World that we live in to reveal His Presence, one way ... or another. The
"one way" is the Mishkan; the "another" is the mashkon, that is, the
destruction of the Temple and exile of the Jewish people -- negative
fulfillments of negative prophecies.
The Mishkan/Mashkon is no longer with us physically, nor the Temples in
Jerusalem; they were taken a long time ago. However, they are with us
conceptually, and we are constantly being asked the same question: Mishkan,
The imprisoned Jews of Iran -- Mishkan, or mashkon? The two little girls,
severed from their mother and their beloved Judaism by an Italian
(Eisav-based) court of law -- Mishkan, or, mashkon? Simply modern-day
politics, or, a challenge from Heaven to start getting our Torah-act
Writing letters to dignitaries may be appropriate and important, but the
real avodah, the real work of the Jewish people today is to transform
present-day "sureties" back into the basis for the Divine Presence to once
again dwell among us. Therefore, if we're going to start pointing fingers
anywhere, it might as well be back at ourselves. If we're going to start
searching for REAL solutions, we might as well realize they begin with us,
and not with Italian dignitaries, as they have told us in their own
As Hashkofah makes clear, devoid of a belief in the one, true G-d, and
lacking in respect for Torah and mitzvos, such people can only be, at best,
"puppets" acting out a Divine response to lackings WITHIN the Jewish
people. Fix the problems from within, and you fix the problems from
without; you transform mashkon back into Mishkan once again.
And they brought the Mishkan to Moshe ... (Shemos 39:33)
"Because, they themselves were unable to erect it ..." (Rashi)
One could be finical and question the accuracy of the above verse. They did
NOT bring the Mishkan to Moshe, for, as Rashi points out, the Mishkan still
remained unassembled at that point. What they brought, then, was the parts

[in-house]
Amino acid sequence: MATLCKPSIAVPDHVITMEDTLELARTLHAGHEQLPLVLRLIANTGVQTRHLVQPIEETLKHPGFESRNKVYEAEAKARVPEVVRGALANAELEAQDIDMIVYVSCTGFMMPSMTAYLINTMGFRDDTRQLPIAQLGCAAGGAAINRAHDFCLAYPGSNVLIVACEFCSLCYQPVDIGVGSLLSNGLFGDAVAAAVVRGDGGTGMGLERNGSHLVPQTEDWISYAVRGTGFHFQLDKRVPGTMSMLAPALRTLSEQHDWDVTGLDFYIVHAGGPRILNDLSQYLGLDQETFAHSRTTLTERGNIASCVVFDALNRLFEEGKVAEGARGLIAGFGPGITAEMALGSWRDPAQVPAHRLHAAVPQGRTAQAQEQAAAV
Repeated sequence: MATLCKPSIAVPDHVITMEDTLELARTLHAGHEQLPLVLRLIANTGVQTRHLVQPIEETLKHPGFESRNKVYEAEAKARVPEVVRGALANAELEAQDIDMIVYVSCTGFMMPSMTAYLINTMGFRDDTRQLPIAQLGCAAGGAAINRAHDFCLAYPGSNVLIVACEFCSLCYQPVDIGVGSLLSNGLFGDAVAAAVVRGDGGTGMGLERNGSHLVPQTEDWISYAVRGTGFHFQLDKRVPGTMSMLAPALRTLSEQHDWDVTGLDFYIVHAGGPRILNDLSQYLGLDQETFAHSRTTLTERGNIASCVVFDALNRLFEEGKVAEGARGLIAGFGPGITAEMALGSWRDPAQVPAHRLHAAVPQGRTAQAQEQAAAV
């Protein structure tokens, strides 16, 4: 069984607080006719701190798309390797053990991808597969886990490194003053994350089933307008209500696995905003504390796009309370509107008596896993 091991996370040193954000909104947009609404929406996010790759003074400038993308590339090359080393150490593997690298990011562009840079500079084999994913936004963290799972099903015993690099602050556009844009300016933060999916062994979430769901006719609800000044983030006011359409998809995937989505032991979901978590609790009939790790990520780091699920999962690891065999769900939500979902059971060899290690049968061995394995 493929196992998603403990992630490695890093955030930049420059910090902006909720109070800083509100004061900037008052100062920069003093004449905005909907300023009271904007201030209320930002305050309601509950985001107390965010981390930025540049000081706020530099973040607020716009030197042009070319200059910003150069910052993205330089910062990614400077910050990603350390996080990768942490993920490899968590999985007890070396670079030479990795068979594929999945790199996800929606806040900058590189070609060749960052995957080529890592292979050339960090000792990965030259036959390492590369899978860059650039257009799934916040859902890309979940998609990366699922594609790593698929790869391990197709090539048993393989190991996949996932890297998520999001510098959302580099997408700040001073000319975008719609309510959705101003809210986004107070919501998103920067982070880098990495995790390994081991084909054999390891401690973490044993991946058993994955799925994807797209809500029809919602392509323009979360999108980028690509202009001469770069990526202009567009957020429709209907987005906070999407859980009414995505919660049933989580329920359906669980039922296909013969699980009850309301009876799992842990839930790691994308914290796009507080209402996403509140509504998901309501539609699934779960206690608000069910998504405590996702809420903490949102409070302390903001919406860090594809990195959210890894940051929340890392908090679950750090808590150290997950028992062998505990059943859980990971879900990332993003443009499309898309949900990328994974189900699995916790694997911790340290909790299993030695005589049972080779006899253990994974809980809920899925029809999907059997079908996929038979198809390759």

of the Mishkan to Moshe, for HIM to assemble in their stead.
The posuk, of course, is perfectly accurate -- it is the words of the
Living G-d. And, so are we accurate in asking, for, it is from this that
drosh emerges, and teaches us another important point of Torah hashkofah.
In this case, what G-d thinks of our accomplishments, in spite of what we
may think of them.
We don't have to be told that being overly proud of our successes, or,
taking pride in accomplishments that are not really ours doesn't go over
well in Heaven. G-d elevates the lowly and reduces the proud, and besides
that, who is it REALLY that allows us to do anything in the first place?
However, very often people set out to accomplish a certain spiritual task,
and even from the outset, they know they are up against a high wall. Like
trying to open the minds and hearts of millions of Jews to their
three-thousand year old heritage, to inspire them to accept upon themselves
the responsibility of Torah -- an awesome task.
And, when one considers how much time, effort, and money goes into "making"
even a single, healthy, independent "Ba'al Teshuvah" -- someone who can
approach a Torah-lifestyle in the Western World with spiritual and
intellectual maturity -- against how many Jews there are to effect, and one
could say, "Why even try?" The answer is, the posuk quoted above.
How is that? Because, it is not our job to put together Mishkans, no matter